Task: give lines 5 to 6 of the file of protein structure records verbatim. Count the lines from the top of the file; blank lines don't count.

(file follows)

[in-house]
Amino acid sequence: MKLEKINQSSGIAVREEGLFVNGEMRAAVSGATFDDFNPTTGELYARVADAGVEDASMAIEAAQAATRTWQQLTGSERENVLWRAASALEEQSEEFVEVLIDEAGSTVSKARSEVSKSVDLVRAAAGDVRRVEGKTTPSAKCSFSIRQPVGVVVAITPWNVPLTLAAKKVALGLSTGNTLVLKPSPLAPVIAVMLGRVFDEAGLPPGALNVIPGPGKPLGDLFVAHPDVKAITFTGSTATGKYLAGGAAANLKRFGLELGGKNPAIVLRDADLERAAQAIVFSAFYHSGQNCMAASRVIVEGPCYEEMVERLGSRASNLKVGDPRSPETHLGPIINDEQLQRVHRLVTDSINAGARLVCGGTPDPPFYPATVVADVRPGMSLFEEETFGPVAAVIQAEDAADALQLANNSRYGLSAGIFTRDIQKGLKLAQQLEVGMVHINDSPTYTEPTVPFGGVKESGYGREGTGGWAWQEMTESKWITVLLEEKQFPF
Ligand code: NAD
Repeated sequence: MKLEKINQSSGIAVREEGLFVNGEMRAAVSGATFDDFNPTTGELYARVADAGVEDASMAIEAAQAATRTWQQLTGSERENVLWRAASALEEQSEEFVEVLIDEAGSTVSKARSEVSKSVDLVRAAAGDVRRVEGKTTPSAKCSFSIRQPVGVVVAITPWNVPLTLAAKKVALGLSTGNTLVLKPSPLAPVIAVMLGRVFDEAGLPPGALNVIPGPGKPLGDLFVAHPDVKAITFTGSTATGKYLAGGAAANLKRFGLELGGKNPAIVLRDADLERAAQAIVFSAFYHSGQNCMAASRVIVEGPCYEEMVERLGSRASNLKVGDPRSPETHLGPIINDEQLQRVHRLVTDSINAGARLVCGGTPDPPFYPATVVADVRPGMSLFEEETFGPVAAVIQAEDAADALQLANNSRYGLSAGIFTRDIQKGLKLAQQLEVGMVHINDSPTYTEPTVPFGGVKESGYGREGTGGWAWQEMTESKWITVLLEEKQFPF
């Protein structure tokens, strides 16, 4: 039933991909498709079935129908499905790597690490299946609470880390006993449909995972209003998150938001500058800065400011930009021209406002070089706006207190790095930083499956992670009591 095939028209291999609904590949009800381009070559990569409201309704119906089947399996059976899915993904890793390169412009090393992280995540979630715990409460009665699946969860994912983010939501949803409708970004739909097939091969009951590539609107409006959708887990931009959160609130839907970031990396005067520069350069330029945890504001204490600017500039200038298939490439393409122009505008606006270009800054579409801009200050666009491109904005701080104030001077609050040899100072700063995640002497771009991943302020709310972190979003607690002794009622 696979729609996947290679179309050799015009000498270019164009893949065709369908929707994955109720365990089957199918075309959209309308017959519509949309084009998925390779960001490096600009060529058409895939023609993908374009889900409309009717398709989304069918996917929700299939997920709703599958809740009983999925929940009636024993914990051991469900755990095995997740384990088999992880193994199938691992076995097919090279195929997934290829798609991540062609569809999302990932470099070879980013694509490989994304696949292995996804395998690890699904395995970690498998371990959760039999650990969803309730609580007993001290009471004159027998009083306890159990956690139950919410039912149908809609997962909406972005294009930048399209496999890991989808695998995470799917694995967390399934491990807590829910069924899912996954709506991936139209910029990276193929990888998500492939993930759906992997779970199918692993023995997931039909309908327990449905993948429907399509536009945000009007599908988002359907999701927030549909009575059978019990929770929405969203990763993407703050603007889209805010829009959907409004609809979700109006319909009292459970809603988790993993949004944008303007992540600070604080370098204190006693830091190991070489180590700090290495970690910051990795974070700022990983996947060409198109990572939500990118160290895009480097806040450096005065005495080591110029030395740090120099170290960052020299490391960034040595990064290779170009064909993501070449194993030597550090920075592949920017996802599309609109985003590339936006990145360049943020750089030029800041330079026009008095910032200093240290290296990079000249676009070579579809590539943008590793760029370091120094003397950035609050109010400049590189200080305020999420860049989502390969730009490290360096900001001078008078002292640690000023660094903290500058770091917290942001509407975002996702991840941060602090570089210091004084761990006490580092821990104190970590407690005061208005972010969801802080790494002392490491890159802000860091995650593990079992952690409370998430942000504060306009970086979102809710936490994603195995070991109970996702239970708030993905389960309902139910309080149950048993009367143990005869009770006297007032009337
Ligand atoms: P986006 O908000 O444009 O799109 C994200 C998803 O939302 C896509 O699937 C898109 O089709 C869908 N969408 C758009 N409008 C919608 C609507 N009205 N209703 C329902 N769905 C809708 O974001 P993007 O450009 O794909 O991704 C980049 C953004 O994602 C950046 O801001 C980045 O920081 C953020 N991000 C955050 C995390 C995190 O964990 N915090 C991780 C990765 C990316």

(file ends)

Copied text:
């Protein structure tokens, strides 16, 4: 039933991909498709079935129908499905790597690490299946609470880390006993449909995972209003998150938001500058800065400011930009021209406002070089706006207190790095930083499956992670009591 095939028209291999609904590949009800381009070559990569409201309704119906089947399996059976899915993904890793390169412009090393992280995540979630715990409460009665699946969860994912983010939501949803409708970004739909097939091969009951590539609107409006959708887990931009959160609130839907970031990396005067520069350069330029945890504001204490600017500039200038298939490439393409122009505008606006270009800054579409801009200050666009491109904005701080104030001077609050040899100072700063995640002497771009991943302020709310972190979003607690002794009622 696979729609996947290679179309050799015009000498270019164009893949065709369908929707994955109720365990089957199918075309959209309308017959519509949309084009998925390779960001490096600009060529058409895939023609993908374009889900409309009717398709989304069918996917929700299939997920709703599958809740009983999925929940009636024993914990051991469900755990095995997740384990088999992880193994199938691992076995097919090279195929997934290829798609991540062609569809999302990932470099070879980013694509490989994304696949292995996804395998690890699904395995970690498998371990959760039999650990969803309730609580007993001290009471004159027998009083306890159990956690139950919410039912149908809609997962909406972005294009930048399209496999890991989808695998995470799917694995967390399934491990807590829910069924899912996954709506991936139209910029990276193929990888998500492939993930759906992997779970199918692993023995997931039909309908327990449905993948429907399509536009945000009007599908988002359907999701927030549909009575059978019990929770929405969203990763993407703050603007889209805010829009959907409004609809979700109006319909009292459970809603988790993993949004944008303007992540600070604080370098204190006693830091190991070489180590700090290495970690910051990795974070700022990983996947060409198109990572939500990118160290895009480097806040450096005065005495080591110029030395740090120099170290960052020299490391960034040595990064290779170009064909993501070449194993030597550090920075592949920017996802599309609109985003590339936006990145360049943020750089030029800041330079026009008095910032200093240290290296990079000249676009070579579809590539943008590793760029370091120094003397950035609050109010400049590189200080305020999420860049989502390969730009490290360096900001001078008078002292640690000023660094903290500058770091917290942001509407975002996702991840941060602090570089210091004084761990006490580092821990104190970590407690005061208005972010969801802080790494002392490491890159802000860091995650593990079992952690409370998430942000504060306009970086979102809710936490994603195995070991109970996702239970708030993905389960309902139910309080149950048993009367143990005869009770006297007032009337
Ligand atoms: P986006 O908000 O444009 O799109 C994200 C998803 O939302 C896509 O699937 C898109 O089709 C869908 N969408 C758009 N409008 C919608 C609507 N009205 N209703 C329902 N769905 C809708 O974001 P993007 O450009 O794909 O991704 C980049 C953004 O994602 C950046 O801001 C980045 O920081 C953020 N991000 C955050 C995390 C995190 O964990 N915090 C991780 C990765 C990316």